Industry urges CMS to continue ACA wraparound coverage option
Health benefit managers are encouraging the Trump administration to continue a little-known ACA coverage option for supplemental insurance, which is slated to end this year.
Under the CMS' wraparound coverage policy, employers can provide limited benefits that supplement individual health insurance policies, such as access to non-formulary drugs or out-of-network providers.
The Affordable Care Act created two versions of this coverage, one that's available to part-time employees or retirees too young for Medicare who enrolled in individual health insurance policies and another that can be used to supplement multi-state plans offered through the public marketplace.
The provision will expire on Dec. 31, 2018, and no new offerings can start after that date. Prior wraparound coverage plans launched between 2015 and the end of the year will expire three years after the date they were first offered.
But retiree benefit managers want the coverage to continue, responding to a CMS request for comment asking if the limited wraparound coverage offering should sunset, or whether it should be made permanent. Comments were due Feb. 13.
"The limited wraparound pilot program promotes and encourages the sustainability and viability of plan sponsor resources while offering members access to quality comprehensive healthcare coverage at affordable costs to the member," Mary Person, president and CEO of HealthScope Benefits, said in a comment letter. HealthScope is a national third-party administrator of self-funded group health plans serving more than 650,000 members across the country.
The coverage has been a godsend to retirees who are not yet eligible for Medicare coverage and have limited finances, Person said.
One of its clients, the School Employees Retirement System of Ohio, has been offering wraparound coverage since January 2017.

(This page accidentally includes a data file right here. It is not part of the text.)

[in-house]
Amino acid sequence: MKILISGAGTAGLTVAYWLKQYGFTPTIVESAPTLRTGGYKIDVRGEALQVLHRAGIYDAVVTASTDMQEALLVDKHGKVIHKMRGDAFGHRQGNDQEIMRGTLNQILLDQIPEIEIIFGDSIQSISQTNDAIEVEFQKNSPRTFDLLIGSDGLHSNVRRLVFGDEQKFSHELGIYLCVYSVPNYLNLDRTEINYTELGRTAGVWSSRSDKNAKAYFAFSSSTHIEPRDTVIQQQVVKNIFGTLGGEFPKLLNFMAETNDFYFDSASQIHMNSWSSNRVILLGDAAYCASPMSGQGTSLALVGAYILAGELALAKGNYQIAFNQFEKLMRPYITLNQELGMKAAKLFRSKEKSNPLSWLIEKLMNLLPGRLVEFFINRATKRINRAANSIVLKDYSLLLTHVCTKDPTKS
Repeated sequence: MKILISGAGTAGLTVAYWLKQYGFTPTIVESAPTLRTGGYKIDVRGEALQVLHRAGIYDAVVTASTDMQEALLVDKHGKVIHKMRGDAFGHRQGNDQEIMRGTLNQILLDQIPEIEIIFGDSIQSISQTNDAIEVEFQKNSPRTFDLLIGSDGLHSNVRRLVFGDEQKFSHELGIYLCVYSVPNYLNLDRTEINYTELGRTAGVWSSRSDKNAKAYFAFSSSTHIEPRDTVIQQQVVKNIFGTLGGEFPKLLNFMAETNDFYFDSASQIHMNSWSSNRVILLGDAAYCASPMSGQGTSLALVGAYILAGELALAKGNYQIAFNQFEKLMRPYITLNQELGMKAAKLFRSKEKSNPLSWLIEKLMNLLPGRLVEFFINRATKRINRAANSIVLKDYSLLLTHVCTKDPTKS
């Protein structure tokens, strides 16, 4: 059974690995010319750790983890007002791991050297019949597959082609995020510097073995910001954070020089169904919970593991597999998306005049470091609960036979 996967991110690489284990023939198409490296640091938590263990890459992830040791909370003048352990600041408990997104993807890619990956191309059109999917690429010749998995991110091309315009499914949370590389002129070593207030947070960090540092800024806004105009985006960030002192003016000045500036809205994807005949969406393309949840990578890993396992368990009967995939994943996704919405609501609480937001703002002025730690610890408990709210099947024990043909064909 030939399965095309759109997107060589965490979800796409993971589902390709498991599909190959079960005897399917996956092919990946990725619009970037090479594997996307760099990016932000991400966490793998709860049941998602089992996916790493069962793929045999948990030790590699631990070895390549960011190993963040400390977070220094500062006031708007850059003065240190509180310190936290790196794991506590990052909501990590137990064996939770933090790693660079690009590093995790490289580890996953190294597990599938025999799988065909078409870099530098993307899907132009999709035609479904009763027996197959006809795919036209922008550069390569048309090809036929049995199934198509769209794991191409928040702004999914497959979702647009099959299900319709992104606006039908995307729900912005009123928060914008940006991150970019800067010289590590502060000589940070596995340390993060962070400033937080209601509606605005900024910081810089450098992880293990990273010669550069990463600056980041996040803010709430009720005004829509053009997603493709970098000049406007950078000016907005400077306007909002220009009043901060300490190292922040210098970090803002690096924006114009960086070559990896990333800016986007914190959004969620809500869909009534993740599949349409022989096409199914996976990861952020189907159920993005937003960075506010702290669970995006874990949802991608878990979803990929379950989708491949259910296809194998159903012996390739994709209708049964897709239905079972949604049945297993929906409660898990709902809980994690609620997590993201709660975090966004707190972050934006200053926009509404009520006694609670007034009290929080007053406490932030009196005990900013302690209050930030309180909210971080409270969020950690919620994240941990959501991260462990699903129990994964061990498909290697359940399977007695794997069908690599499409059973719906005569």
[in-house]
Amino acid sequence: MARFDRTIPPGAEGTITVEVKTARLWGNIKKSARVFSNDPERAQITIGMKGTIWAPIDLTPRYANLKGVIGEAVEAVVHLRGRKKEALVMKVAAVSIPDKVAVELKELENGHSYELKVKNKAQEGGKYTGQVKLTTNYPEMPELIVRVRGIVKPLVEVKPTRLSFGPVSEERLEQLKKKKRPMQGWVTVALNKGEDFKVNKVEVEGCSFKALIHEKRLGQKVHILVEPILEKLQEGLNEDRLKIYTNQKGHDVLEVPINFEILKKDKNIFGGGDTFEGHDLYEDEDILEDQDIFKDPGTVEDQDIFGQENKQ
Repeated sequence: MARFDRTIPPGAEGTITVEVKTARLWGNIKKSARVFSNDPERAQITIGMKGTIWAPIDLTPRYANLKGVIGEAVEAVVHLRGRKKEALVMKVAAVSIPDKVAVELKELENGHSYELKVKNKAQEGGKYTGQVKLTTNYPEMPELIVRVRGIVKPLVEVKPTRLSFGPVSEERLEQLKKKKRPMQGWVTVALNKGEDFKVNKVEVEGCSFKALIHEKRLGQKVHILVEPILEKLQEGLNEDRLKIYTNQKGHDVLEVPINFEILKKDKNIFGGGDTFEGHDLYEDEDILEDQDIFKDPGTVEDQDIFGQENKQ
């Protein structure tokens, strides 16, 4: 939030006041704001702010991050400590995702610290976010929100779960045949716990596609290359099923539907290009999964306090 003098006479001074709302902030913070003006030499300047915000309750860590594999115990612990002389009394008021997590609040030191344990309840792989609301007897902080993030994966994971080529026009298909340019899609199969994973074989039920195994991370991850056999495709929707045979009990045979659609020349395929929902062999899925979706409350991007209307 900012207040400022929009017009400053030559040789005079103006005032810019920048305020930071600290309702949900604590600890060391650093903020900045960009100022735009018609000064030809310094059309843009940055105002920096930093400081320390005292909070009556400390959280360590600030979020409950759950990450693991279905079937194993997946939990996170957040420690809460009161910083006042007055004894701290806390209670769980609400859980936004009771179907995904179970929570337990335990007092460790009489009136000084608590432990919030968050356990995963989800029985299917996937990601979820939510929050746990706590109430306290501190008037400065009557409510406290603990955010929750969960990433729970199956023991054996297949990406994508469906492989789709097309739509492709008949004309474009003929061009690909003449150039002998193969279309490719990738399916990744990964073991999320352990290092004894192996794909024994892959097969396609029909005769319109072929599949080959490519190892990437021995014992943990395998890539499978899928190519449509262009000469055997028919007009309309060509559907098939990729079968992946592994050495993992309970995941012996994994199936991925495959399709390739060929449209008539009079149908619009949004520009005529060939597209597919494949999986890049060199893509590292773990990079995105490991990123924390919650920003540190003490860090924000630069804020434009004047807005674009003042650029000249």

The benefits organization said it has seen retirees gain access to high quality, specialized providers for serious health conditions, and that care may have remained financially out of reach without wraparound coverage, Person said.
Other education system benefit managers echoed that sentiment, but some have questioned whether the coverage option has provided much for beneficiaries.
HHS said it would need to conduct research to determine how many have actually taken advantage of wraparound coverage.
"I have heard absolutely nothing about anyone using this provision since it was announced," said Timothy Jost, a Washington & Lee University law professor and authority on the ACA.
The initial rulemaking was so time-constrained that virtually no group health plan sponsors were able or willing to implement a program because of the pilot sunset date, according to Jillian Froment, director of the Ohio Department of Insurance.
Wraparound rules were effective May 2015 and required offerings to be operational by the end of 2018.
"Group health plans typically require significant lead time to plan new programs, considerably longer than what was provided," Froment said.
Several commenters suggested extending the wraparound provision for a decade or more to allow insurance providers and providers to determine if the coverage is needed and potentially launch new offerings.
A long-term or permanent extension could also support a more robust evaluation of the program, according to Shaun O'Brien, assistant policy director for health and retirement at the AFL-CIO, a federation of 55 national and international labor unions that represent 12.5 million workers across the country.
"Such a change would increase the number of sponsors offering programs, providing a more diverse sample of sponsors, benefit designs and workforce settings to evaluate each of the limited wraparound options," O'Brien said in a comment.
For retirement systems that have offered wraparound coverage, an extension would be important so that they can continue to do so, according to Cheshire Gilbert, director of retiree healthcare at the Teachers' Retirement System of Kentucky.
"For systems with viable limited wraparound programs, the stability of permanent regulatory authority would provide them with the ability to maintain these limited programs with certainty," Gilbert said in a comment letter.
An edited version of this story can also be found in Modern Healthcare's Feb. 26 print edition.
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